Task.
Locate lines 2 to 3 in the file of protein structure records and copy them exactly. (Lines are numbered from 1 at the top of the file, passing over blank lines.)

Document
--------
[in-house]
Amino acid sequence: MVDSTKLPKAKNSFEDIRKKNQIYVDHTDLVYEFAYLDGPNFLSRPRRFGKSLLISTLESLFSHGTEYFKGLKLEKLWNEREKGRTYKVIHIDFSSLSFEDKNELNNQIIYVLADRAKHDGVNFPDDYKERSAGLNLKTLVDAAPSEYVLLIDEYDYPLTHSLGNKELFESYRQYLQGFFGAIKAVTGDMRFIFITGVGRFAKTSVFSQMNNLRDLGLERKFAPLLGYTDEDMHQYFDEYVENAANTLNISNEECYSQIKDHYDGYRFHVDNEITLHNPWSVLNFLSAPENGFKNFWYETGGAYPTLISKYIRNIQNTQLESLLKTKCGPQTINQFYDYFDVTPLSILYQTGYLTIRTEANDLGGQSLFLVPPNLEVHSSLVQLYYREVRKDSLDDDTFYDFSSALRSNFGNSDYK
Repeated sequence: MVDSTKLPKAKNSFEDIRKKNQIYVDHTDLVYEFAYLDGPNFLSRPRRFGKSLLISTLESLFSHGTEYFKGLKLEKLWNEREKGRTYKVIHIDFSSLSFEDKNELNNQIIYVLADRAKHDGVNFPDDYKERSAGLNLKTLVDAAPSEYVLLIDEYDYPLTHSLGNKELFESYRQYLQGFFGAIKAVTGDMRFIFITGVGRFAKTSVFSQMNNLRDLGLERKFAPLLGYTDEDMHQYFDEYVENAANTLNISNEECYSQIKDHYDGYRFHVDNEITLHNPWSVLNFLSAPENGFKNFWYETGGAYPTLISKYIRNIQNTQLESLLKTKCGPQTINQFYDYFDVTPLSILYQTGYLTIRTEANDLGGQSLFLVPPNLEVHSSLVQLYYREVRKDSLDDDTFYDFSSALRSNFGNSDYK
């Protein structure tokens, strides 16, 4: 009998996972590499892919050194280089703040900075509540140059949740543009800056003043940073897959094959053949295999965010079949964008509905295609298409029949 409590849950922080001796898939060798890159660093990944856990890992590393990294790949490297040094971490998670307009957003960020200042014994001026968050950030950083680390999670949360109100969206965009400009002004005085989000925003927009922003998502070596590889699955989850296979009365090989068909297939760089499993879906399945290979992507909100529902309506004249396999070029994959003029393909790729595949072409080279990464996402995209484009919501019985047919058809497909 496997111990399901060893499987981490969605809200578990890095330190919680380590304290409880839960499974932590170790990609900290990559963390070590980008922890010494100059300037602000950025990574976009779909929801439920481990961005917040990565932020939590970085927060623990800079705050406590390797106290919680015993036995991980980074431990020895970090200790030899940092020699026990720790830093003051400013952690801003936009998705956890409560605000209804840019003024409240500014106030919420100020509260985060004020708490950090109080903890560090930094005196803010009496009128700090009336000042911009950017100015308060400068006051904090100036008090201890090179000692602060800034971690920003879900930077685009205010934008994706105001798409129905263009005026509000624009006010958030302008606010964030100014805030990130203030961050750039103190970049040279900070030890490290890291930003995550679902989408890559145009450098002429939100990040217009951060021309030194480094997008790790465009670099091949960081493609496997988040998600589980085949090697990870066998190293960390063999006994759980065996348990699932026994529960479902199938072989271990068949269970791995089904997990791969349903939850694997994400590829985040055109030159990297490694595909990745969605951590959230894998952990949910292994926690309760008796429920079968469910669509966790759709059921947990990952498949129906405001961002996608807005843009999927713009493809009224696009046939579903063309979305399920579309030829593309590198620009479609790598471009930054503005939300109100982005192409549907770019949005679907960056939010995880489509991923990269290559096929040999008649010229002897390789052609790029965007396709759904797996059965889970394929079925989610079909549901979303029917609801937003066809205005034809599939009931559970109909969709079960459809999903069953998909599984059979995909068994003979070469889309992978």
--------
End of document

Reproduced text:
Amino acid sequence: MVDSTKLPKAKNSFEDIRKKNQIYVDHTDLVYEFAYLDGPNFLSRPRRFGKSLLISTLESLFSHGTEYFKGLKLEKLWNEREKGRTYKVIHIDFSSLSFEDKNELNNQIIYVLADRAKHDGVNFPDDYKERSAGLNLKTLVDAAPSEYVLLIDEYDYPLTHSLGNKELFESYRQYLQGFFGAIKAVTGDMRFIFITGVGRFAKTSVFSQMNNLRDLGLERKFAPLLGYTDEDMHQYFDEYVENAANTLNISNEECYSQIKDHYDGYRFHVDNEITLHNPWSVLNFLSAPENGFKNFWYETGGAYPTLISKYIRNIQNTQLESLLKTKCGPQTINQFYDYFDVTPLSILYQTGYLTIRTEANDLGGQSLFLVPPNLEVHSSLVQLYYREVRKDSLDDDTFYDFSSALRSNFGNSDYK
Repeated sequence: MVDSTKLPKAKNSFEDIRKKNQIYVDHTDLVYEFAYLDGPNFLSRPRRFGKSLLISTLESLFSHGTEYFKGLKLEKLWNEREKGRTYKVIHIDFSSLSFEDKNELNNQIIYVLADRAKHDGVNFPDDYKERSAGLNLKTLVDAAPSEYVLLIDEYDYPLTHSLGNKELFESYRQYLQGFFGAIKAVTGDMRFIFITGVGRFAKTSVFSQMNNLRDLGLERKFAPLLGYTDEDMHQYFDEYVENAANTLNISNEECYSQIKDHYDGYRFHVDNEITLHNPWSVLNFLSAPENGFKNFWYETGGAYPTLISKYIRNIQNTQLESLLKTKCGPQTINQFYDYFDVTPLSILYQTGYLTIRTEANDLGGQSLFLVPPNLEVHSSLVQLYYREVRKDSLDDDTFYDFSSALRSNFGNSDYK